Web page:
Referring to FIG. 3, in particular, the binder 10 includes a unitarily formed and foldable semi-rigid member, generally 12, and an elongated flexible tape member, generally 14, which is bonded centrally of the foldable member 12 when in the open position.
The foldable member 12 is formed from a planar sheet of plastic material, preferably polypropylene, of a known type, and utilizes thermo-forming techniques in the manufacture thereof. Polypropylene is known to have unique properties enabling there to be selected hinging action between adjacent rigid or semi-rigid parts of the same formed unitary sheet or blank. For this reason, polypropylene is highly preferred over other materials which could, conceivably, be used. One important known property of polypropylene is that it provides a "living hinge" action that accomplishes the desired hinging action between selected portions of the rigid or semi-rigid parts of the foldable member 12.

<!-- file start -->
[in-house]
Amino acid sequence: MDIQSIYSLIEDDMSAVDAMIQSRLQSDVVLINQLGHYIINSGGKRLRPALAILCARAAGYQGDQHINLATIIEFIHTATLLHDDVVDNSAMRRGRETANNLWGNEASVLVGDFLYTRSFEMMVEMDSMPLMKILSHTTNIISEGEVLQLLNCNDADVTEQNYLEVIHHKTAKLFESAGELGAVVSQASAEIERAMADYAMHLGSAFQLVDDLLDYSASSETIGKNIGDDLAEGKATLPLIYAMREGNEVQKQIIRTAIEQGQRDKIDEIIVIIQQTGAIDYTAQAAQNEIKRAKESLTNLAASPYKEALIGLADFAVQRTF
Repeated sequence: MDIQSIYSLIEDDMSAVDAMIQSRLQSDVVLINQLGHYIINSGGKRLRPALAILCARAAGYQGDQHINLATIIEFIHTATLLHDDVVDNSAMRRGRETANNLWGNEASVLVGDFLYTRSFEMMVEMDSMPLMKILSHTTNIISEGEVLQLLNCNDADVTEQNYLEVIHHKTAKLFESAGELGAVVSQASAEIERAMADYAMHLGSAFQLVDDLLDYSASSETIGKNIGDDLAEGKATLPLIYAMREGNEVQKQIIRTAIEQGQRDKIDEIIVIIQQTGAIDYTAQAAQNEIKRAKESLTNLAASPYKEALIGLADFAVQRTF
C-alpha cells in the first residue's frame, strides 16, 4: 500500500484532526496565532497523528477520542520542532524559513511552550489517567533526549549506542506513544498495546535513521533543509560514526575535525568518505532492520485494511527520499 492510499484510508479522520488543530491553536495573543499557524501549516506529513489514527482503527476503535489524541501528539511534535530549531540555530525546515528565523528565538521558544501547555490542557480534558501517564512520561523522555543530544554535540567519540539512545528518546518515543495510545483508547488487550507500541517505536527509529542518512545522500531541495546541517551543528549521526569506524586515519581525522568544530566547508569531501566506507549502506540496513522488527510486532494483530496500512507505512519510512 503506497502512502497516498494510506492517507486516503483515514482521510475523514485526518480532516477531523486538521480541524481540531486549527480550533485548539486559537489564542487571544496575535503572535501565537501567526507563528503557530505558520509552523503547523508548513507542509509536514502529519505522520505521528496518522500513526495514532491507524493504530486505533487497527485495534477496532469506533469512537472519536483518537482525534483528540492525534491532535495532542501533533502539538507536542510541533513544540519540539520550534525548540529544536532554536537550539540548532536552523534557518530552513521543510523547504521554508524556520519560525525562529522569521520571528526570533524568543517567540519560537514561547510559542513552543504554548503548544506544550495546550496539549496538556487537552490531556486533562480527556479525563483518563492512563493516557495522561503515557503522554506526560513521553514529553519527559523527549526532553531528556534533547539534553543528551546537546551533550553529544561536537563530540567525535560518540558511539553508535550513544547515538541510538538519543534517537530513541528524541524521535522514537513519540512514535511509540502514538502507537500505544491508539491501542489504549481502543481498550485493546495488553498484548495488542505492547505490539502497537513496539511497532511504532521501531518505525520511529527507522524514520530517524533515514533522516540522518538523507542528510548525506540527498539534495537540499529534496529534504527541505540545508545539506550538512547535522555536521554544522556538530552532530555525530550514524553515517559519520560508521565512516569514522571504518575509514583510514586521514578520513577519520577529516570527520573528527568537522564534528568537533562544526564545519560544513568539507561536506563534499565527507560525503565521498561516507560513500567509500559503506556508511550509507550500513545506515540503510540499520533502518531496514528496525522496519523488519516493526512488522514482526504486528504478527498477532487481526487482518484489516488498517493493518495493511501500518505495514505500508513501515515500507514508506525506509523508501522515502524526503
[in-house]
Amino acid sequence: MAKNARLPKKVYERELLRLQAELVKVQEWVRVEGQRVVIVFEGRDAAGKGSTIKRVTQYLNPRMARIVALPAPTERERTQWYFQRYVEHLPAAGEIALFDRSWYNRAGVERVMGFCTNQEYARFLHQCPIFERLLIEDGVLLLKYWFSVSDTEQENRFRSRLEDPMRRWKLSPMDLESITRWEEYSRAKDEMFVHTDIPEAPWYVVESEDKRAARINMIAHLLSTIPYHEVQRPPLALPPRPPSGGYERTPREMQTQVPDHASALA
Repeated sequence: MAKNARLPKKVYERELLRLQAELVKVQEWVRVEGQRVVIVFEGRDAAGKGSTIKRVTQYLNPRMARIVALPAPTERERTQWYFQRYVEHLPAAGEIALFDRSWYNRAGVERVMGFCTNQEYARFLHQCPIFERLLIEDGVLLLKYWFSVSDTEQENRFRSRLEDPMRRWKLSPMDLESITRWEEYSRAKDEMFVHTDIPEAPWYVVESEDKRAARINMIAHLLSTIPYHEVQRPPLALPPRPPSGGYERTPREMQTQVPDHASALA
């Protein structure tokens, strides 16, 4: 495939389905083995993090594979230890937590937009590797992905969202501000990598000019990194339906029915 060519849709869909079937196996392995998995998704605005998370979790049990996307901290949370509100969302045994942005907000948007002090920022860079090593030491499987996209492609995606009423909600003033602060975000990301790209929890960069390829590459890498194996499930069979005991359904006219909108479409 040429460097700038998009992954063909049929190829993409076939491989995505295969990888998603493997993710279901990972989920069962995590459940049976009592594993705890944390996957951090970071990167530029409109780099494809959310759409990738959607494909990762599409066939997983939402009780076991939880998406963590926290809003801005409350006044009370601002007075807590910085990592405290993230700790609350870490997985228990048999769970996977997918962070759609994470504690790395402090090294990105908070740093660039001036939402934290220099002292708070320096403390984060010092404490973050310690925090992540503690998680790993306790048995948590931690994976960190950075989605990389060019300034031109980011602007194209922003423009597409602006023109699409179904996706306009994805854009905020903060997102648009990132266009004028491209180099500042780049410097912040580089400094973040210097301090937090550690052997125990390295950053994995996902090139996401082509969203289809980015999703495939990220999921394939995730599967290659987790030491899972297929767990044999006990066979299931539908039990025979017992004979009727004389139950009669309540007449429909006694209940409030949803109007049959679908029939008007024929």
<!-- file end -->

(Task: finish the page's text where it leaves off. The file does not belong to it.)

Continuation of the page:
Referring to FIG. 3, the foldable member 12 is substantially planar, when in the open position, and generally includes a front cover or wall 16, a rear cover or wall 18, and a rear edge 20. The front wall 16, the rear wall 18 and the rear edge 20 are all rigid or semi-rigid, and unitarily formed. Unitarily formed, flexible hinged sections 22, as best seen, for example, in the enlarged embodiments illustrated in FIGS. 5-8, are provided on opposite sides of the rear edge 20. The hinged sections 22 are contiguous with both the rear edge 20 and both the front wall 16 and the rear wall 18. As seen best in FIG. 8, the hinge sections 22 enable the front cover 16 to be folded over the rear cover 18 with the loose-leaf pages held therebetween. The front wall 16 and rear wall 18 are substantially the same dimensions as each other and slightly larger than the pages stored therein. The rear edge 20 is of the same height as the walls 16 and 18 but is quite narrow relative to the width of both the front wall 16 and the rear wall 18.